At the end of last year, we predicted LinkedIn would become the social media platform of 2014, and it looks like we were right. Companies and individuals are flocking in the thousands to get a piece of the network, and the stats are pretty impressive – 200 conversations are occurring every minute on LinkedIn.
The once-digital CV platform is changing its face and becoming a content marketing hub for professional bodies globally. In the last six months alone, we’ve seen two big changes and expect even bigger ones to come.
To celebrate the success of LinkedIn and how far the social media platform has come in such a short amount of time, let’s look at the story of LinkedIn and the 10 milestones that have made it a winner for businesses and individuals.
LinkedIn jobs: The three Rs of LinkedIn
LinkedIn positioned itself outside other online seeker services by relying on what they called ‘The three Rs of LinkedIn’: relationships, references and reputation. LinkedIn ultimately decided to rely on contacts to ensure companies could use a referral system to choose the best candidates for their company, as well as leveraging their LinkedIn profile to promote their reputation. Voila – the base of the social media job market was created.
How to make friends and influence people
One of LinkedIn’s most recognisable and unique features is the ‘People You May Know’ feature that was added in 2006. The feature works on the binary classification of how a member will connect with others according to mutual connections such as age, geographical distance, interests, etc. Aside from helping people reconnect with old contacts, it puts them in prime position to mingle with influential newcomers.
LinkedIn goes mobile
Like Facebook, Piczo and Bebo, LinkedIn saw the need to create real-time networking via a mobile-friendly platform in 2008. However, unlike social media bigwigs such as Facebook, LinkedIn created a simple mobile-friendly interface that was without the added bells and whistles mobile users had come to expect. Why? Jeff Redfern, head of mobile products for LinkedIn, explained that the mantra behind the LinkedIn mobile site was to “simplify”.
One CV, 1000 possibilities
In 2011, LinkedIn launched the ‘Apply with LinkedIn’ button. It was the first time that LinkedIn stepped out of their own website to help connect professionals looking for jobs and companies in search of the right candidate. By recognising that users already had their complete profiles updated on the site and that employers wanted the hiring process to go as smoothly as possible, LinkedIn made it easier for candidates to apply for jobs, while using the applicants’ data to automatically sort candidates for the employer.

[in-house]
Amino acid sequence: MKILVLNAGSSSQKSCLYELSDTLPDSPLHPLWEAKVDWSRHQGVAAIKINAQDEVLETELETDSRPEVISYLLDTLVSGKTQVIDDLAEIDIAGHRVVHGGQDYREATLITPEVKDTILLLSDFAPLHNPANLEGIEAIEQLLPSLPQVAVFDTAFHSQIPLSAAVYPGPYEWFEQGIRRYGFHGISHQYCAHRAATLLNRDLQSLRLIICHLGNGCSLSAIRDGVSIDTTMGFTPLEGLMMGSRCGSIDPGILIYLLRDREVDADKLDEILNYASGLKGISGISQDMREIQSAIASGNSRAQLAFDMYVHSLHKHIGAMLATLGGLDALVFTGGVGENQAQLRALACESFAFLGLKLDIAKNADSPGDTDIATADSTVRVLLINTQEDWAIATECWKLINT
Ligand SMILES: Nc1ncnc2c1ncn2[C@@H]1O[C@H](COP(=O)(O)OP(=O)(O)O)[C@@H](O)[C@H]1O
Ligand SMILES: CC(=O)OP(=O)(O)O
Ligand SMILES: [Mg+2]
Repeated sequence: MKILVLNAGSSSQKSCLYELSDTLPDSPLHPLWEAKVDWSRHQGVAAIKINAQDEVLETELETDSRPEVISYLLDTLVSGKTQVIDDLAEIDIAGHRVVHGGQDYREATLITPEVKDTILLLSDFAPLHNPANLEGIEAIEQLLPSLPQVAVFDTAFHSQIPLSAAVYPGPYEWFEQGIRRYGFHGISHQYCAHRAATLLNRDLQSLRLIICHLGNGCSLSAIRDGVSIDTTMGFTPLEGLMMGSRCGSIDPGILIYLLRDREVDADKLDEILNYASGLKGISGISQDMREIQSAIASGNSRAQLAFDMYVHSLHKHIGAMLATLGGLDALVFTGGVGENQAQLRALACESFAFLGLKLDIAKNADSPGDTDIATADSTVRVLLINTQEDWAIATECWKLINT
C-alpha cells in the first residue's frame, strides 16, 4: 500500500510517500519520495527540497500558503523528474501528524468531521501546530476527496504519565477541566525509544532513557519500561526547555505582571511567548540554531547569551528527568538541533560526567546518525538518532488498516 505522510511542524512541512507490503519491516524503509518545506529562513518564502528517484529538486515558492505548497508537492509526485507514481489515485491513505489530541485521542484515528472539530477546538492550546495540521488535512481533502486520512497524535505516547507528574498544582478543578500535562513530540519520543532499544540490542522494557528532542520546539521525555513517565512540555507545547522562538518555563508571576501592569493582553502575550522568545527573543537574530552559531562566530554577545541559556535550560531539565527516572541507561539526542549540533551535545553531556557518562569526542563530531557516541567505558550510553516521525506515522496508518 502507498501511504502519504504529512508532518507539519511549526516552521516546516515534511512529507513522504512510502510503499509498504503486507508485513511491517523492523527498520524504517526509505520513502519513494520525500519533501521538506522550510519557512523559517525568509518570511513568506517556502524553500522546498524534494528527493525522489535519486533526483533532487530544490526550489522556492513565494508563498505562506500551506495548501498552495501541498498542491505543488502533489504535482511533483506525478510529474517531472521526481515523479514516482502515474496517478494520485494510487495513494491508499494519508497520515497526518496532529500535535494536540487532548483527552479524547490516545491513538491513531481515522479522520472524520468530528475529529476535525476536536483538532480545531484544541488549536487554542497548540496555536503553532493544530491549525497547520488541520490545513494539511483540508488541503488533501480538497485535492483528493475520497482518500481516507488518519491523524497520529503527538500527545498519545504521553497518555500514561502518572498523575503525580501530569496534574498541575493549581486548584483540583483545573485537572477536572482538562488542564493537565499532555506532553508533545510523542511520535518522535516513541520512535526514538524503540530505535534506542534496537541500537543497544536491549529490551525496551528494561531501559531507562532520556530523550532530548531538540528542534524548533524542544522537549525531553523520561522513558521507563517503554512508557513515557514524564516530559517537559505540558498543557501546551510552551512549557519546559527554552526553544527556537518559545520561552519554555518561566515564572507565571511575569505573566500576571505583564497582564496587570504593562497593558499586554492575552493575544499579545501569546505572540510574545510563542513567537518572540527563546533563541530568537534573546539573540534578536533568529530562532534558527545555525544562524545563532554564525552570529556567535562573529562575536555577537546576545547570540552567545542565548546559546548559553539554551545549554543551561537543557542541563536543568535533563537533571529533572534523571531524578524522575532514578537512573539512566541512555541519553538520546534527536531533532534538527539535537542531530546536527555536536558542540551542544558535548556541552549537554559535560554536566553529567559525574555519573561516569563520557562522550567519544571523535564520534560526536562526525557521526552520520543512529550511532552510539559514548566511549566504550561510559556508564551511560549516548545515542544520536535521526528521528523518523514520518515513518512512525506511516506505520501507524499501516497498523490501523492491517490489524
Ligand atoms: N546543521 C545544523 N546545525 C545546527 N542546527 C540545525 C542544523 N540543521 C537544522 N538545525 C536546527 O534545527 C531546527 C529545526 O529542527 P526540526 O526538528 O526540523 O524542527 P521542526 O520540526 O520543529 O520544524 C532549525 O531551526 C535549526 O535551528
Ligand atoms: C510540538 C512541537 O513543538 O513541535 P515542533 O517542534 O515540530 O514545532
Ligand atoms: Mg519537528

In good company
The introduction of LinkedIn Company Pages in 2011 was one of LinkedIn’s first steps towards offering companies a professional extension of their own website. It’s an opportunity for businesses to market their brand, products and services while attracting valuable candidates all in one place. One of its greatest assets is how highly Google ranks LinkedIn Company Pages in its search results.
I’ll endorse you, will you endorse me?
When endorsements on LinkedIn were first presented in 2012, opinions were divided. Many people were wondering whether it would create an “I’ll endorse you if you endorse me” dynamic. The fact is that it positioned LinkedIn even further as a social professional site, where your connections could interact with your profile (social) to help you get the dream job (professional).
LinkedIn acquires SlideShare
LinkedIn and SlideShare joined forces in May 2012, describing their newfound relationship as chocolate and peanut butter for professionals. The acquisition of this sharing platform has enabled professionals to discover people through content, videos, documents and presentations.
LinkedIn and the social ad market
Just under 12 months ago, LinkedIn joined Facebook and Twitter with its offering of an ad product. The introduction of LinkedIn Sponsored Updates allows businesses to target a wider audience of members in a professional environment who they know work or are interested in a certain industry. Given how many people pay for Premium on LinkedIn, it’s a clear indication that people take the job-market platform seriously, are actively engaged and looking for added value.
Ta-da – showcase time!
Just over two years after rolling out Company Pages, LinkedIn introduced a new marketing tool that allows businesses to advertise specific products. Companies often cram a large amount of information into their Company Page, which can be off-putting and unnecessary if people aren’t interested in the brand as a whole. The new feature is a great addition to content marketing efforts as brands can provide information on a specific element of their business and further segregate and target their key audience.
The LinkedIn content collaboration
In support of the online content revolution, LinkedIn has introduced their longer posts update. LinkedIn users are now able to write essays, white papers, blogs and more in one status update. And if that’s not good enough, LinkedIn’s algorithm will push this content more broadly.
With the introduction of Sponsored Updates, Showcase Pages and longer statuses all within a short space of time, there is a worry that our once lightly sprinkled newsfeeds will be saturated with unworthy content. However, LinkedIn argues that the newest addition to the professional social platform will in fact add value and complement the SlideShare feature.
We agree that this could be a valuable addition and are looking forward to more of LinkedIn’s future additions, such as their introduction of a Chinese language version of LinkedIn.
Claire O’Dowd, Catalina Beltran and Haylie Pretorius